Grace's Mosaic Moments

Sunday, June 29, 2014


How to survive while Mommy looks at paint samples - for the umpteenth time . . .


Do you remember that "rule" about all manuscripts must be Courier 12 at 25 lines per page? And any word we wanted in italics should be underlined? These relics of the Typewriter Age should have been obsolete by the time I began to write seriously circa 1992. They should, in fact, have been obsolete within in a few years of the dawn of the PC with its ability to produce manuscripts in that most common proportional book font, Times New Roman, and produce actual italic type with the click of the mouse. And yet, oh horrors, this "rule" was so sacrosanct that some authors got positively hysterical if it was broken. Some RWA chapters would not even accept TNR manuscripts as contest entries - the excuse given that the authors could actually get more words to the page, and that just wasn't fair!

Sigh. I solved this problem by submitting contest entries only to chapters that did not specify "Courier 12 at 25 lines per page." It wasn't just that I was determined to fight City Hall; I knew I tended to write outside the box, and any chapter that was bound by obsolete "rules" simply wasn't going to "get" my manuscript anyway.

Those who are new to writing are likely incredulous at the above, as almost all manuscripts are now written and submitted in TNR 12 at however many lines per page a 1" margin all around allows.  And of course we use italics! [Ah . . . but do you use auto tabs? Those, I hasten to say, are not a rule, but a technical issue, something needed to accommodate our Computer Age.] And of course manuscripts are submitted electronically, edited electronically, and/or judged electronically (if entered in a contest). But it's downright embarrassing how long this change has taken. I bought my first computer in 1981 and it's now 2014. So we're talking about close to a quarter century. You know, that's really sad. How fortunate reading electronically did not lag nearly so far behind. E-publishing and e-reading have outstripped all initial growth estimates to become the great revolution of our times. And I love it. Yet although I was writing articles predicting the success of the e-book industry way back c. 2000, I never anticipated the indie-pub explosion. It has brought opportunities for fresh ideas, fresh approaches, across the board. I doubt even Amazon would have become such a powerhouse if not for the thousands of authors who swept away the New York cobwebs and expressed themselves as they had never had a chance to do before.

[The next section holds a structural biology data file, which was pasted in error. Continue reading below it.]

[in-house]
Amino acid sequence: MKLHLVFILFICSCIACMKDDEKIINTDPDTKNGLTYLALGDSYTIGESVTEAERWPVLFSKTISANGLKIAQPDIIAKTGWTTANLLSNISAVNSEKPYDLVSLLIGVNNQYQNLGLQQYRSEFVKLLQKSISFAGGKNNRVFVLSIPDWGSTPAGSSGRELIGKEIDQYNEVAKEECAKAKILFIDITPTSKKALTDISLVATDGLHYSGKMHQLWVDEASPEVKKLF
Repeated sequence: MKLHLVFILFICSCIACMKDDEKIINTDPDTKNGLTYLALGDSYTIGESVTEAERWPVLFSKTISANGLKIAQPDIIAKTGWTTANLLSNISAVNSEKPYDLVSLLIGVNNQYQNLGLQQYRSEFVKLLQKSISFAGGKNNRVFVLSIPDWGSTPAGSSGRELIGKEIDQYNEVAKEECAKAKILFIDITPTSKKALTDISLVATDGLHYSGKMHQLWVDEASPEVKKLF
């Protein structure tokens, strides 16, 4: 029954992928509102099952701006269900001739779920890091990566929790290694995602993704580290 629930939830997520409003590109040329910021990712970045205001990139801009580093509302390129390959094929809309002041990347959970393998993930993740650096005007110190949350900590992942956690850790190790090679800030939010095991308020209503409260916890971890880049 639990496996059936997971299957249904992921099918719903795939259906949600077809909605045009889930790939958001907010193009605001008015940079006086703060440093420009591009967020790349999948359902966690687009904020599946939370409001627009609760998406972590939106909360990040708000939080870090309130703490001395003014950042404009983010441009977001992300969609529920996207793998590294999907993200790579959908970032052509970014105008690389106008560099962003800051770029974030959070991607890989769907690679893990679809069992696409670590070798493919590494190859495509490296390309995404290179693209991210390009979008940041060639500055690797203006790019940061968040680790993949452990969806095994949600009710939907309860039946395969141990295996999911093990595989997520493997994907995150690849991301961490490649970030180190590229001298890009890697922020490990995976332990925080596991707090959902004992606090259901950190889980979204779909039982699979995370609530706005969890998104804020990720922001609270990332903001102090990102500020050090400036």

So "Hats Off" to Smashwords, Amazon, and all the other e-distributors and e-publishers out there. They broke just about every rule of publishing and made New York conform to them. (For the most part, that is - most NY publishers are still setting outrageous prices on e-versions of books they had to have their noses tweaked in order to produce in the first place.)

~ * ~

To continue the list of questionable rules begun in RULE-BREAKING 101, Part 1 . . .

3.  Strict Point of View - Use only the POV of the Hero, the Heroine, and possibly a Villain (if applicable).
 I can understand this requirement in a 50,000-word "Category" romance - keep it simple. And yet I recently re-read a whole shelf of short romances I valued enough to keep when I moved from Connecticut to the Florida Gulf Coast and again when I moved to Orlando seven years ago this month. Obviously, it had been quite a while since I'd last read them - maybe not since I learned the "rules" of romance writing - and I got quite a shock, discovering something I had simply never noticed before. These books not only had Multiple Points of View, they contained a lot of Author Intrusion, and - would you believe? - Head-hopping? Lions and tigers and bears, oh my!

Did I have trouble understanding these books? Did the "jumping around" put me off? Not at all. As I mentioned, on first reading I didn't even notice it. On second reading, however, I admit to cringing at the archaic attitudes in stories written back when "feminism" was a mere gleam in the eye.  But being told what a secondary character was thinking, even a very minor secondary character didn't put me off a bit. I found these "asides" (mostly from the Author's POV) added to my enjoyment of the story.